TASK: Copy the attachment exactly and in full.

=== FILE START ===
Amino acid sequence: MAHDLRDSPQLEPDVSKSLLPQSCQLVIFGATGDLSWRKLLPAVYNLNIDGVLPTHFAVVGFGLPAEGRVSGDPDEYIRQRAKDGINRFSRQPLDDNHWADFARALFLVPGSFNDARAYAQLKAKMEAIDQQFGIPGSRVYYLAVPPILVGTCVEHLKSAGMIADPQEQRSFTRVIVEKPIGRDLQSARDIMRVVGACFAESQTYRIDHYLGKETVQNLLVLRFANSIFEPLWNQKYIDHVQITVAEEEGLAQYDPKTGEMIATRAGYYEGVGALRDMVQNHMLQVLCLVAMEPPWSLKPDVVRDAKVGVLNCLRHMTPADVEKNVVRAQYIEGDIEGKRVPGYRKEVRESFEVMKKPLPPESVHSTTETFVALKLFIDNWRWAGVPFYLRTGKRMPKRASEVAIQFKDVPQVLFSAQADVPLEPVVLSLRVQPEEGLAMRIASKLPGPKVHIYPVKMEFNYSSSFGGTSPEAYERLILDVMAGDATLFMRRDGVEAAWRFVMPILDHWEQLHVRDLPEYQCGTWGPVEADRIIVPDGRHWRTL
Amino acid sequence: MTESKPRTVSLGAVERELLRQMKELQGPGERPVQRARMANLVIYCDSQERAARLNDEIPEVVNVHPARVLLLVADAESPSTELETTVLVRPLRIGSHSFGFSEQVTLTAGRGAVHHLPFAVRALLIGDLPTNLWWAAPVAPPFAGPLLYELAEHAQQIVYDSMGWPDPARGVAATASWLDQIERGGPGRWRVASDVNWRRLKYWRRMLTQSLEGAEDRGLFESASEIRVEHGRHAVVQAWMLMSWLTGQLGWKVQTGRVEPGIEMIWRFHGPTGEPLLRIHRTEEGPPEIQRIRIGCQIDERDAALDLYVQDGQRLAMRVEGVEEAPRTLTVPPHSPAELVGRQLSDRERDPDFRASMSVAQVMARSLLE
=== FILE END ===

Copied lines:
Amino acid sequence: MAHDLRDSPQLEPDVSKSLLPQSCQLVIFGATGDLSWRKLLPAVYNLNIDGVLPTHFAVVGFGLPAEGRVSGDPDEYIRQRAKDGINRFSRQPLDDNHWADFARALFLVPGSFNDARAYAQLKAKMEAIDQQFGIPGSRVYYLAVPPILVGTCVEHLKSAGMIADPQEQRSFTRVIVEKPIGRDLQSARDIMRVVGACFAESQTYRIDHYLGKETVQNLLVLRFANSIFEPLWNQKYIDHVQITVAEEEGLAQYDPKTGEMIATRAGYYEGVGALRDMVQNHMLQVLCLVAMEPPWSLKPDVVRDAKVGVLNCLRHMTPADVEKNVVRAQYIEGDIEGKRVPGYRKEVRESFEVMKKPLPPESVHSTTETFVALKLFIDNWRWAGVPFYLRTGKRMPKRASEVAIQFKDVPQVLFSAQADVPLEPVVLSLRVQPEEGLAMRIASKLPGPKVHIYPVKMEFNYSSSFGGTSPEAYERLILDVMAGDATLFMRRDGVEAAWRFVMPILDHWEQLHVRDLPEYQCGTWGPVEADRIIVPDGRHWRTL
Amino acid sequence: MTESKPRTVSLGAVERELLRQMKELQGPGERPVQRARMANLVIYCDSQERAARLNDEIPEVVNVHPARVLLLVADAESPSTELETTVLVRPLRIGSHSFGFSEQVTLTAGRGAVHHLPFAVRALLIGDLPTNLWWAAPVAPPFAGPLLYELAEHAQQIVYDSMGWPDPARGVAATASWLDQIERGGPGRWRVASDVNWRRLKYWRRMLTQSLEGAEDRGLFESASEIRVEHGRHAVVQAWMLMSWLTGQLGWKVQTGRVEPGIEMIWRFHGPTGEPLLRIHRTEEGPPEIQRIRIGCQIDERDAALDLYVQDGQRLAMRVEGVEEAPRTLTVPPHSPAELVGRQLSDRERDPDFRASMSVAQVMARSLLE